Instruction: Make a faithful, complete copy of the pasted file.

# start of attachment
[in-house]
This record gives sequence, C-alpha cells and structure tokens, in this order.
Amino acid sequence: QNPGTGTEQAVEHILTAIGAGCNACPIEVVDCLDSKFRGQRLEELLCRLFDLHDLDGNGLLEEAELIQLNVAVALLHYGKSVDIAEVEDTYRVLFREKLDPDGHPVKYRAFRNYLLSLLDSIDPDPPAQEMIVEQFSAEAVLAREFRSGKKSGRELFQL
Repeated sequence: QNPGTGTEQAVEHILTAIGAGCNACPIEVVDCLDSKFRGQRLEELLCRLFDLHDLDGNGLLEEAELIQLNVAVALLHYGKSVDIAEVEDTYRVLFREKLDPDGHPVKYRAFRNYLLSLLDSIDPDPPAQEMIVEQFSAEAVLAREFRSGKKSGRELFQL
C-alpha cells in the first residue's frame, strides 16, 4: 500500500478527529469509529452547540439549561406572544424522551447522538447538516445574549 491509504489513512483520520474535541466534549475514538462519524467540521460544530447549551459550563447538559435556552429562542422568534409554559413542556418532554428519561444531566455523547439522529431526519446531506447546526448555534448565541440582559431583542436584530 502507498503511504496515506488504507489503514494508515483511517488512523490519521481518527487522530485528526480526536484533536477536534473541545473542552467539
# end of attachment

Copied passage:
[in-house]
This record gives sequence, C-alpha cells and structure tokens, in this order.
Amino acid sequence: QNPGTGTEQAVEHILTAIGAGCNACPIEVVDCLDSKFRGQRLEELLCRLFDLHDLDGNGLLEEAELIQLNVAVALLHYGKSVDIAEVEDTYRVLFREKLDPDGHPVKYRAFRNYLLSLLDSIDPDPPAQEMIVEQFSAEAVLAREFRSGKKSGRELFQL
Repeated sequence: QNPGTGTEQAVEHILTAIGAGCNACPIEVVDCLDSKFRGQRLEELLCRLFDLHDLDGNGLLEEAELIQLNVAVALLHYGKSVDIAEVEDTYRVLFREKLDPDGHPVKYRAFRNYLLSLLDSIDPDPPAQEMIVEQFSAEAVLAREFRSGKKSGRELFQL
C-alpha cells in the first residue's frame, strides 16, 4: 500500500478527529469509529452547540439549561406572544424522551447522538447538516445574549 491509504489513512483520520474535541466534549475514538462519524467540521460544530447549551459550563447538559435556552429562542422568534409554559413542556418532554428519561444531566455523547439522529431526519446531506447546526448555534448565541440582559431583542436584530 502507498503511504496515506488504507489503514494508515483511517488512523490519521481518527487522530485528526480526536484533536477536534473541545473542552467539